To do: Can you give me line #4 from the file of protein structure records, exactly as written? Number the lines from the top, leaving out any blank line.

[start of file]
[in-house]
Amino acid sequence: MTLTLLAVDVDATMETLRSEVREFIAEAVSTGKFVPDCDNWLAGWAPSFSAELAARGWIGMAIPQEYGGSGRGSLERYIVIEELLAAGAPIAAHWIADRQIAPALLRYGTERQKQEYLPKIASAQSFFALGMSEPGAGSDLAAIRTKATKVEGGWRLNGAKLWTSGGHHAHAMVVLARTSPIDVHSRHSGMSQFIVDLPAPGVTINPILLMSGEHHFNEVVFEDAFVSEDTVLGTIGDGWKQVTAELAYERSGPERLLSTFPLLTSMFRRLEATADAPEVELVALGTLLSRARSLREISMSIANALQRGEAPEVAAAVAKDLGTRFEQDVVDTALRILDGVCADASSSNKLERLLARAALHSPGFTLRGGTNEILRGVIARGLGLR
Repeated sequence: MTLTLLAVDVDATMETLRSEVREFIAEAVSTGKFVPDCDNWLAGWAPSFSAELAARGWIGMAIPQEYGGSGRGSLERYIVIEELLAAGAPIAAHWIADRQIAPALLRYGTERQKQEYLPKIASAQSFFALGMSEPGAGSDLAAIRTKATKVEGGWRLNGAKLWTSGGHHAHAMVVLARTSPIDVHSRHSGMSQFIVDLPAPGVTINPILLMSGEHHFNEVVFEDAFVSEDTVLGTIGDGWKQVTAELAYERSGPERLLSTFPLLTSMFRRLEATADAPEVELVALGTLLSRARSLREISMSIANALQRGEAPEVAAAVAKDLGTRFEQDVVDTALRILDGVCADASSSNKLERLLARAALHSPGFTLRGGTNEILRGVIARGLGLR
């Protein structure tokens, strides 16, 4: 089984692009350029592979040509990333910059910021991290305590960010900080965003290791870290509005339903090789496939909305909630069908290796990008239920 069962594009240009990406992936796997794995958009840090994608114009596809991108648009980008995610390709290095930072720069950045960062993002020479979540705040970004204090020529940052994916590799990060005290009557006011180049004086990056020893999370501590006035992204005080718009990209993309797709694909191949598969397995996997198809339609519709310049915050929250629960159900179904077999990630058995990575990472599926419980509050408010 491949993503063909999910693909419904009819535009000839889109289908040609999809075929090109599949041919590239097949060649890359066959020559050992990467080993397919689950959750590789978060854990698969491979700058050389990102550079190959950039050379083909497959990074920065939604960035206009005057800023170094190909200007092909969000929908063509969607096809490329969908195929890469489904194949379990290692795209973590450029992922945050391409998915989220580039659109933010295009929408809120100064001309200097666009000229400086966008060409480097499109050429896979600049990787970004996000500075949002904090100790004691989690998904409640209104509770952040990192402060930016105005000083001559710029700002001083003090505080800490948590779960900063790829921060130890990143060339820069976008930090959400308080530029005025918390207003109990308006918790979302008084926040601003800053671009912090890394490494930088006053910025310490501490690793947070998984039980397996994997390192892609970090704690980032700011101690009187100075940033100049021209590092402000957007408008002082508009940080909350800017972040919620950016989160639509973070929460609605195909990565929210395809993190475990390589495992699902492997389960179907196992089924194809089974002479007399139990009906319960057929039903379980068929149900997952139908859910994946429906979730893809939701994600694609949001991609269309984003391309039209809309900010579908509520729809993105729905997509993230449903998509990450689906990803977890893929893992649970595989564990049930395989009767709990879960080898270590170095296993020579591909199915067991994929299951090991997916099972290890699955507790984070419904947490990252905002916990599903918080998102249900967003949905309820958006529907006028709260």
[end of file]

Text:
């Protein structure tokens, strides 16, 4: 089984692009350029592979040509990333910059910021991290305590960010900080965003290791870290509005339903090789496939909305909630069908290796990008239920 069962594009240009990406992936796997794995958009840090994608114009596809991108648009980008995610390709290095930072720069950045960062993002020479979540705040970004204090020529940052994916590799990060005290009557006011180049004086990056020893999370501590006035992204005080718009990209993309797709694909191949598969397995996997198809339609519709310049915050929250629960159900179904077999990630058995990575990472599926419980509050408010 491949993503063909999910693909419904009819535009000839889109289908040609999809075929090109599949041919590239097949060649890359066959020559050992990467080993397919689950959750590789978060854990698969491979700058050389990102550079190959950039050379083909497959990074920065939604960035206009005057800023170094190909200007092909969000929908063509969607096809490329969908195929890469489904194949379990290692795209973590450029992922945050391409998915989220580039659109933010295009929408809120100064001309200097666009000229400086966008060409480097499109050429896979600049990787970004996000500075949002904090100790004691989690998904409640209104509770952040990192402060930016105005000083001559710029700002001083003090505080800490948590779960900063790829921060130890990143060339820069976008930090959400308080530029005025918390207003109990308006918790979302008084926040601003800053671009912090890394490494930088006053910025310490501490690793947070998984039980397996994997390192892609970090704690980032700011101690009187100075940033100049021209590092402000957007408008002082508009940080909350800017972040919620950016989160639509973070929460609605195909990565929210395809993190475990390589495992699902492997389960179907196992089924194809089974002479007399139990009906319960057929039903379980068929149900997952139908859910994946429906979730893809939701994600694609949001991609269309984003391309039209809309900010579908509520729809993105729905997509993230449903998509990450689906990803977890893929893992649970595989564990049930395989009767709990879960080898270590170095296993020579591909199915067991994929299951090991997916099972290890699955507790984070419904947490990252905002916990599903918080998102249900967003949905309820958006529907006028709260």